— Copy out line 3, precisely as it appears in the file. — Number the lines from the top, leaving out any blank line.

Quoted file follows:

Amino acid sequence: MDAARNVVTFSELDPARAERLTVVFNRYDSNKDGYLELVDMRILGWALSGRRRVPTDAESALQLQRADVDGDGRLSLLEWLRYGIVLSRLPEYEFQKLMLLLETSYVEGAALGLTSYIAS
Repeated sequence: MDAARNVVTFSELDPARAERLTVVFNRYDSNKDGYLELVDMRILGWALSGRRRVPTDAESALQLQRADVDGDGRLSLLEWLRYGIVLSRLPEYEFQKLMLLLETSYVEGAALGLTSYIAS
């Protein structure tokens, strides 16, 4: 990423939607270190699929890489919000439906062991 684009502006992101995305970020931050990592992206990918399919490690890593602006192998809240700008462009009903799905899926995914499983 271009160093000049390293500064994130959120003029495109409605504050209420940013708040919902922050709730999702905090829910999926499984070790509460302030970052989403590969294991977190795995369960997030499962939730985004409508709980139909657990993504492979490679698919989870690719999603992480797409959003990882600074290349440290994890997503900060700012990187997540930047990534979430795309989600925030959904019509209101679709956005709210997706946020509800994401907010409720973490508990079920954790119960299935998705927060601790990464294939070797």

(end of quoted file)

């Protein structure tokens, strides 16, 4: 990423939607270190699929890489919000439906062991 684009502006992101995305970020931050990592992206990918399919490690890593602006192998809240700008462009009903799905899926995914499983 271009160093000049390293500064994130959120003029495109409605504050209420940013708040919902922050709730999702905090829910999926499984070790509460302030970052989403590969294991977190795995369960997030499962939730985004409508709980139909657990993504492979490679698919989870690719999603992480797409959003990882600074290349440290994890997503900060700012990187997540930047990534979430795309989600925030959904019509209101679709956005709210997706946020509800994401907010409720973490508990079920954790119960299935998705927060601790990464294939070797």